Universal livable basic income in times of crisis and beyond

Posted on April 9, 2020 in Policy Context

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Universal livable basic income could be distributed and taxed back where total incomes warrant, using the current tax system. This is one of the most simple and effective ways of distributing funds to those in need… It would allow us to build on already existing government infrastructure rather than creating additional programs to administer… Universal livable basic income can reduce financial inequality and help vulnerable people secure safe and healthy accommodation in their everyday lives and during times of crisis.

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Child & Family

Province opening 50,000 free, 24-hour, child care spaces for essential workers

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Ontario is partnering with municipalities and First Nations to open as many as 50,000 child care spaces for essential workers across the province in centres that will be free and available 24-7… All licensed child care centres in the province were ordered closed last Tuesday to help slow the spread of COVID-19… Free, 24-7 child care for children up to age 12 is unprecedented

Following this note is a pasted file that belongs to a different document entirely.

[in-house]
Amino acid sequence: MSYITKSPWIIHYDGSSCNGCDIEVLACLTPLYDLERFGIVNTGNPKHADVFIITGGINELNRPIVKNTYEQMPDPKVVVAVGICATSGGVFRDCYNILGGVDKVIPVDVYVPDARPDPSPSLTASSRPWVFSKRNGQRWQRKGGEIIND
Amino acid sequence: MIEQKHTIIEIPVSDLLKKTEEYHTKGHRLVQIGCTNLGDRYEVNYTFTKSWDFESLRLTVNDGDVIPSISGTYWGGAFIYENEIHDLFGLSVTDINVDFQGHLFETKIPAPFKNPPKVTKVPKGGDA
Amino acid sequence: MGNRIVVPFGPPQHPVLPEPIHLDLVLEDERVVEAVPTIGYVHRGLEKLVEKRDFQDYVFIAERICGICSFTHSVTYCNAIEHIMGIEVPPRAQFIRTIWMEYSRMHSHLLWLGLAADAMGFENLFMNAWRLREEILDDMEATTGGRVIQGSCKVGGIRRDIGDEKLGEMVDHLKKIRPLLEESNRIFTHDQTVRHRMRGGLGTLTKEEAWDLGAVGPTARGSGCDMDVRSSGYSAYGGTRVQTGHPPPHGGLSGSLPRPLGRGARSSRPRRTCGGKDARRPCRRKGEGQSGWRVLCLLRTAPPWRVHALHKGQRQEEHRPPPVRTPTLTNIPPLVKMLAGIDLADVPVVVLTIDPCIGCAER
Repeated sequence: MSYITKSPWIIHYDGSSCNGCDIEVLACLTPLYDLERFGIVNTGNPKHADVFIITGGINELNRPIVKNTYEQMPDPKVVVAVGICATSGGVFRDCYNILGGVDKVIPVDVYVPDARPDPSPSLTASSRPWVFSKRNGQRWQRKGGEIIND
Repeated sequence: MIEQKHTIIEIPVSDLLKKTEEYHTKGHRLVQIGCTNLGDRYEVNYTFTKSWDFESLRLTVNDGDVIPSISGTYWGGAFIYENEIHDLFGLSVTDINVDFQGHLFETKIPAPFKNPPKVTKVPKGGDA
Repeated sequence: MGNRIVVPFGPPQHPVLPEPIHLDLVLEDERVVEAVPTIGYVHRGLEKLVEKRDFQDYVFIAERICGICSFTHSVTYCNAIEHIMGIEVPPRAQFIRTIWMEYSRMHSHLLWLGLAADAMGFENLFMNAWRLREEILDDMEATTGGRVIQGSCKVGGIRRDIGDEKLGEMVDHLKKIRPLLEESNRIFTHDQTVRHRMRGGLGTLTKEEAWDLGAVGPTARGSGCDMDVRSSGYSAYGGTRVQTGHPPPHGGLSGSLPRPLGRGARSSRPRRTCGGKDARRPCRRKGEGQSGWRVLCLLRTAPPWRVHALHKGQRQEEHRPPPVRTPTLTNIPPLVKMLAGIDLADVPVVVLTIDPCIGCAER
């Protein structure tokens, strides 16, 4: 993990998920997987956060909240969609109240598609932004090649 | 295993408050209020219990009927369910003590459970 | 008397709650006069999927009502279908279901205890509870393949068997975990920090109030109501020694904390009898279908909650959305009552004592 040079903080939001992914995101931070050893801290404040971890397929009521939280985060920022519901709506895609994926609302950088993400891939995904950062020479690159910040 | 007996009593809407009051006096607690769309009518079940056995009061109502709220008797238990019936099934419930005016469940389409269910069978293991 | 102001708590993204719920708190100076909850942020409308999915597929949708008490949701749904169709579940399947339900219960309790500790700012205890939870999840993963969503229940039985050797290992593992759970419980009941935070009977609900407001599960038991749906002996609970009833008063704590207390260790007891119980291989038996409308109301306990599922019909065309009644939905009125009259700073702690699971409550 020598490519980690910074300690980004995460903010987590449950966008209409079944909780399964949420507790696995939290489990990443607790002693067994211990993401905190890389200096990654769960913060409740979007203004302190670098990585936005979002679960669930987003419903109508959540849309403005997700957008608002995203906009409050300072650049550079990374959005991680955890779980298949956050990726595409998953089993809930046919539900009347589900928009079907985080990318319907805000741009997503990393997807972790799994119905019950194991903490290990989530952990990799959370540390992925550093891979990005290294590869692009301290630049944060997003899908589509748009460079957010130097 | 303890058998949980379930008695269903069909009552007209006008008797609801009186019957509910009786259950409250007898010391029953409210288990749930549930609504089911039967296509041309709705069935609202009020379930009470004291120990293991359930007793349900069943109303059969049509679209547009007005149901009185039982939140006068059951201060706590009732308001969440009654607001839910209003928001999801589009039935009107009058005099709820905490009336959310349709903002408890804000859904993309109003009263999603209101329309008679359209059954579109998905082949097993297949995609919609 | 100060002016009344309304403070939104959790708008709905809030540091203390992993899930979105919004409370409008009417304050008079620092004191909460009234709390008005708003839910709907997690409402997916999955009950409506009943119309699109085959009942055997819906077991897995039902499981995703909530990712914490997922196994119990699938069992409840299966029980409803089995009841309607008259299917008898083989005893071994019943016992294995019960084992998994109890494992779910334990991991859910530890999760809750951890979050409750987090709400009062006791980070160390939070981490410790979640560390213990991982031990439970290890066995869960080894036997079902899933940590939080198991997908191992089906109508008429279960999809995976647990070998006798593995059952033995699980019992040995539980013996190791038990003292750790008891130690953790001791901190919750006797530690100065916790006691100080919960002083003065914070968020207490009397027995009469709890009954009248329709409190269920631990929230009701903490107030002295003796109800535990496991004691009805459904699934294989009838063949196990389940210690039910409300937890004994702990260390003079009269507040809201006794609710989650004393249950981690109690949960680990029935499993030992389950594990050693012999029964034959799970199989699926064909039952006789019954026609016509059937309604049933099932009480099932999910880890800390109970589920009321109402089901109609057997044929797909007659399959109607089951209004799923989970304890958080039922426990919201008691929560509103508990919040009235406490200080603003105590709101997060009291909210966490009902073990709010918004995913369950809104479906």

Tories to inject $2 million in new funding for rape crisis centres — one day after signalling $1 million had been cut

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In an apparent communications snafu from Ford’s Tories, the centres are in fact getting a cash infusion from Queen’s Park… The confusion apparently stems from the fact that the government is planning a new strategy to curb human trafficking expected to be announced Friday… Still, last year’s one-time $1-million funding announcement by the Tories was far less than the $14 million over three years the centres had been promised by the previous Liberal government.


Education

Zombie schemes & bad outcomes

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I’m pretty certain the governments summoning the zombie of performance-based funding back to life realize that their inappropriate measures can’t possibly make any college or university better at educating anyone. Rather, it’s a cynical move in- tended to set us up for failure, so that planned cuts can be cloaked as the result of “objective measures” that are actually loaded with ideology. The point is ultimately to control post-secondary institutions, and the work that takes place in them.


Invest in colleges now to rebuild Ontario after COVID-19: OPSEU

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“It takes $4.7 billion to operate Ontario’s colleges… About $1.1 billion – almost a quarter – comes from international student tuition. As the government has cut funding, colleges have relied more and more on international students to make up the shortfall. With COVID-19, and without joint problem solving, that income will dry up – and so will college revenues. We’re looking at a postsecondary education catastrophe in the making.”


Employment

Universal livable basic income in times of crisis and beyond